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A diagnosis of ALS

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Editor’s note: After leaving the Archdiocese of Miami, Brother Richard De Maria spent six years as a missionary in Africa. He has chronicled his journey of faith in accepting this disease in a monthly blog, “Journey to Death,” from which this blog is excerpted.

Nearly two years ago, while working in Kenya, I began to get easily tired by walking. Coming home in January 2016 for my brother-in-law’s funeral, everyone noticed that I seemed exhausted by the trip. Since I was scheduled to come to the U.S. in late April for my biennial holiday, it was decided that I should remain here, and I embarked on a series of visits to doctors and tests.

Nothing surfaced to explain my weakness, but the doctor suggested the possibility of ALS — better known as Lou Gehrig’s disease. Many more months, tests, and consultations later, the doctors concluded that I have some form of the disease. However, there are so many different forms of ALS that it is impossible to predict the future. For example, Steven Hawking has a form of ALS that has allowed him to live for more than 40 years. My doctor has a patient who has lived 30 years. Others die within a year. So I don’t know much more, except that I am sick, and we must keep monitoring the progress of the disease.   

I am not really surprised by this outcome, just disappointed about the uncertainty that remains. And so the advice, “live one day at a time,” becomes all the more important for me to observe.

What amazes me is how calm I am about the prospect. This calmness is not the result of ignorance of how this disease slowly but inevitably takes away all one’s abilities until one dies. I visited my cousin, Tom, every year for the seven years he and his wife bravely, heroically, fought the ravages of the disease, and I know well that a seven-year battle is unusually long.

What produces this calm in me? My faith in the saying that God never sends us a cross without the grace to bear it. My experience in life has always proven that to be true, and so I am confident that somehow or other I will develop, late in life, the humility to accept the certain loss of strength and abilities that is inevitable.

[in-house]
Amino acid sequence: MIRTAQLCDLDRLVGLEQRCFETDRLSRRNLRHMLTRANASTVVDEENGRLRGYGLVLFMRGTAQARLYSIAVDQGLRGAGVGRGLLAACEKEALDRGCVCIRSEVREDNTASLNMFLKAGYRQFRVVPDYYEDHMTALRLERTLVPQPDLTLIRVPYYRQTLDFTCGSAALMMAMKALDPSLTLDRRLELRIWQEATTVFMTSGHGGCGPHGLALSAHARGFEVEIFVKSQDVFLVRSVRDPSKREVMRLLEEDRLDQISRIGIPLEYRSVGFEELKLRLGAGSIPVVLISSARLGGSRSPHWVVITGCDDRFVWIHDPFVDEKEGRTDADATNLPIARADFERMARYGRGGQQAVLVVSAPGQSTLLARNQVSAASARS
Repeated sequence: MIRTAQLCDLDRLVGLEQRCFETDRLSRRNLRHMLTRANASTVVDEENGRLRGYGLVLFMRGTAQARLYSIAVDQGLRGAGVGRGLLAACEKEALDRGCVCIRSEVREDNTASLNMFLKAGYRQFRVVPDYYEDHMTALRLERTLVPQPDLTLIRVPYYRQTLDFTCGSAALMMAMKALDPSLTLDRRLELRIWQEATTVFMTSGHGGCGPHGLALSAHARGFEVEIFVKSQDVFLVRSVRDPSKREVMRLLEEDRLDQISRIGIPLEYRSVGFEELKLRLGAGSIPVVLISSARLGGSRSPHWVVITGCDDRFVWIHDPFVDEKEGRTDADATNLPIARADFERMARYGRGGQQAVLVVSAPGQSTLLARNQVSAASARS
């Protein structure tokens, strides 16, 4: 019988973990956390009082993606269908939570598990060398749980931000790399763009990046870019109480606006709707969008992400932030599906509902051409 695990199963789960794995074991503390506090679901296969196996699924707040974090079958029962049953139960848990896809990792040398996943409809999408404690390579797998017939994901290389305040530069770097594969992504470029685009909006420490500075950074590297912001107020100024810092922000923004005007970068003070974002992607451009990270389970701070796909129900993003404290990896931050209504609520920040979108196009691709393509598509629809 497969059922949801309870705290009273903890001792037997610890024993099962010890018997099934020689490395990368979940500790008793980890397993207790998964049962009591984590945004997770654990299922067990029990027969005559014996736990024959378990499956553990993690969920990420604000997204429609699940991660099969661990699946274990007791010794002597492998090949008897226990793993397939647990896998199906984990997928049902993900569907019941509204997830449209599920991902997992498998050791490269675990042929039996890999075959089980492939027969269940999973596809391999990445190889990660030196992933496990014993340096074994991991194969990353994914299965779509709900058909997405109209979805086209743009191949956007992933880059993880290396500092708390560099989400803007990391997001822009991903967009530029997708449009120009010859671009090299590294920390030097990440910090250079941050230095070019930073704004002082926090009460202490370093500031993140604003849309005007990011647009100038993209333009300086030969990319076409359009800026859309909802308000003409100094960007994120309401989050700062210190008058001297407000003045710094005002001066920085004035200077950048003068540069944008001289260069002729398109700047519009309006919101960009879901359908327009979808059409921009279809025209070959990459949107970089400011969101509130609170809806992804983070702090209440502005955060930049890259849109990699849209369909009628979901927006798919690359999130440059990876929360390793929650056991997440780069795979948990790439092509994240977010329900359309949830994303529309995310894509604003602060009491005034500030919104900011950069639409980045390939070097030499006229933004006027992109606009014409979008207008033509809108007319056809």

I also hope that this will lead me to a deeper experience of unity with my God of surprises. I will also, I hope, come to a deeper understanding of that theology which says that we are called to make up in our sufferings what is lacking in the sacrifice of Jesus.

My calm also comes from the knowledge that I will be accompanied during this time by a loving family, my brothers in my religious community, and a hoard of friends who have always supported me over my years. I will not do this alone.

 

Comments from readers

Carlota E. Morales - 11/14/2017 02:14 PM
Dear Brother Richard, I think of you often, but more importantly, I think of the many lessons you taught us with your deep love for the less fortunate and most importantly for our Lord. I remember when we started Padre Pio and when we started Pax Christi. What an enthusiastic beginning! May the Lord take care of you. Respectfully, Carlota E. Morales, Ed. D. Principal Sts. Peter and Paul Catholic School
Joe A Iannone - 11/14/2017 09:33 AM
Brother Richard, you always inspired me by your gospel presence and dedicated work as a Catholic educator. I am confident that you will continually experience the healing grace of Jesus. I pray with you, Joe A. Iannone
Bertha Moro - 11/14/2017 06:56 AM
When I started working for the Diocese as principal of St. Patrick School 18 years ago, Br. De Maria was the Superintendent of Schools. His faith, warmth, kindness, and spirituality was contagious. Welcome home Brother De Maria, may God bless you now and always. You are in my prayers.
Emmy - 11/14/2017 06:48 AM
Br. Richard, knowing you in my family has enabled us to really grow in God. I am still growing from your experience of dealing with your current situation. God bless you with continued trust in Him
zagore donald - 11/13/2017 01:44 PM
Richard is my mzee,,my mentor. I love him so much. I pray for you my dear mentor. God bless you
Joann Mulqueen - 11/13/2017 01:43 PM
This is Brother Richard's sister and I felt the need to comment as well. As Hope said (above) - Brother's monthly blogs are a true inspiration and reflect an awesome approach to such a devastating disease. I, too, watched my cousin live with this for 18 months, so was prepared (somewhat) for Richard's journey. I'm fortunate that he now lives 5 minutes away and I can see him often. He was over for dinner with two friends this past Saturday and, other than having to eat with a spoon, the visit was like any other. He continues to find joy in life, savor good food and drink, and love conversations! I'm so blessed that I will gain so many memories as I share his journey in the ways that I can.
Hope Sadowski - 11/13/2017 10:40 AM
I was fortunate to work for Brother DeMaria for 12 years. Learn from him every day accepting God's will and looking at life in a more fulfilling and spiritual way. His "Journey to Death" monthly blogs are so full of an unwavering faith. My friend from high school who lost her fight to ALS in just 18 months gave me the experience to see what a person goes through living day by day with this terrible disease. Brother DeMaria is an inspiration of accepting God's will with no question. May the Lord give him always the strength to carry on.
james - 11/13/2017 10:28 AM
God bless you
Annonymus - 11/13/2017 10:24 AM
Br. Richard, This a one moment of truth that you seem to be dealing with marvelously. The calm you are experiencing is a testament of your Faith. Thanks for sharing your thoughts, they are very inspiring to me. "God never sends us a cross without the grace to bear it". I also believe that everything He does comes from Love and leads to Love.

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